If you turn on cable news these days, you might get scared. This is understandable because, according to pretty much everyone on television, America is on the brink of nuclear war.
The truth is more complicated, but the news media, cable news in particular, has been leaning into alarmist rhetoric. Networks have gone wall-to-wall with the story over the last 24 hours, playing it up for maximum drama and entertainment.
The situation is nuanced and rapidly changing, so naturally, CNN had a correspondent in an actual nuclear bunker Wednesday morning.
“The reason why this place is so important is this is where warning to all the Hawaiian islands will come from,” CNN’s Sara Sidner said. “See that phone there? That phone will get a phone call from pacific command once they determine that a missile is coming from North Korea headed this way. Then this phone will be picked up. This will send out a call to all of the counties simultaneously and they will warn their population that this is going to be an attack and to prepare.”
The entire report was framed as not if North Korea drops nuclear bombs on the United States but when. And while some fairly useful (if common sense) advice could be gleaned from the segment (have a plan in case of emergency), it was cloaked in such alarmist rhetoric that what useful information could have been conveyed was lost.
It’s worth noting that North Korea has had the ability to incinerate Seoul for years. The potential of this new threat is concerning, but North Korea has had the power to kill millions of people, including many Americans, for a long time.
Additionally, new reports about North Korea’s long-range nuclear ability comes from a single intelligence report, which have not proven to be infallible.
Trump’s own rhetoric has certainly been alarming, and Kim Jong-Un is a reclusive and unpredictable leader with little regard for whether his own people, not to mention Americans, live or die. His threats to strike a U.S. territory are absolutely newsworthy.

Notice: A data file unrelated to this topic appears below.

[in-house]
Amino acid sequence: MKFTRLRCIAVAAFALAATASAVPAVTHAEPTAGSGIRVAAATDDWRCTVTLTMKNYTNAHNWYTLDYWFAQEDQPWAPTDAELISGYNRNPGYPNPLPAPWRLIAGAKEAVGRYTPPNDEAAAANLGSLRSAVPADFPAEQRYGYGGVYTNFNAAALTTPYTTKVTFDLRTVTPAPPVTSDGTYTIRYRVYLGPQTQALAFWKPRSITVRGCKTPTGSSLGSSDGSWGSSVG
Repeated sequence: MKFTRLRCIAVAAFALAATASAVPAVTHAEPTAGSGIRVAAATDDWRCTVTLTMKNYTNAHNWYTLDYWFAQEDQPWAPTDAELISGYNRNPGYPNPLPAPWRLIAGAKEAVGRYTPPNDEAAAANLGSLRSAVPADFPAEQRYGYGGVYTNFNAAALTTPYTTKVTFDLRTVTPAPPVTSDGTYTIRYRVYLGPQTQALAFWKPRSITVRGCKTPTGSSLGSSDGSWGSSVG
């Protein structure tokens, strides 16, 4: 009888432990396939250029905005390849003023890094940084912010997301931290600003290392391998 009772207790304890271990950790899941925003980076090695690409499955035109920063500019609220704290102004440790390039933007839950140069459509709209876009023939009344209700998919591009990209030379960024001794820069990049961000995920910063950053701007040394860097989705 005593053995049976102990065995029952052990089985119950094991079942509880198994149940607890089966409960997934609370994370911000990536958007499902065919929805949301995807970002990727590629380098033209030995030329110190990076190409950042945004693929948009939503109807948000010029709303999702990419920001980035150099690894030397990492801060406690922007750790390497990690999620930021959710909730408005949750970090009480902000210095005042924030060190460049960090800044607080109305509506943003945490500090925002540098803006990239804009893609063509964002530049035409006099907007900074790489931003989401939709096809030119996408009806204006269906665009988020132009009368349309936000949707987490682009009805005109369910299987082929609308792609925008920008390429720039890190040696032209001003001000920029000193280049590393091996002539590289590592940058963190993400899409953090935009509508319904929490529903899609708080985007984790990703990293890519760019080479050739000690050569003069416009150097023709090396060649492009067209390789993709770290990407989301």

But so much of the coverage has stopped short of presenting readers or viewers with valuable information.
On MSNBC, Brian Williams led into his own show with shots of missiles underscored by ominous music.
“With U.S. intel saying the north can now outfit a missile with nukes, the president seems to use the same overheated language as the north as he now deals with a genuine overseas threat,” Williams says, as music only appropriate for a cinematic alien attack plays.
The hosts of Trump’s favorite morning television show were also quite literally on the edges of their seats Wednesday. National Security adviser (and alleged Nazi sympathizer) Sebastian Gorka joined Fox & Friends, where the hosts nodded eagerly as Gorka spouted strongman rhetoric.
“Should we be concerned about this?” host Ainsley Earhardt asked Gorka.
“North Korea represents a grave threat … [but] we are a hyper power,” Gorka said. “North Korea is a very, very insignificant threat in terms of scale. They have this capability that they are using to blackmail the west but you never give in to dictators and you never give in to blackmail.”
Every few seconds, as Gorka talks, the Fox & Friends co-hosts can be heard saying, “Right… right.”
On the same show, the hosts very casually discussed sending nuclear missiles to South Korea, completing some remarkable gymnastics of simultaneously over-reacting and under-reacting to the developing situation.
Just the president's favorite show casually discussing deploying nuclear missiles to South Korea, no big deal. pic.twitter.com/NjIaJrqwgF
— Matthew Gertz (@MattGertz) August 9, 2017
As CNN’s Alisyn Camerota put it after Sidner finished her bunker tour, “Okay, well, that puts a fine point on it.”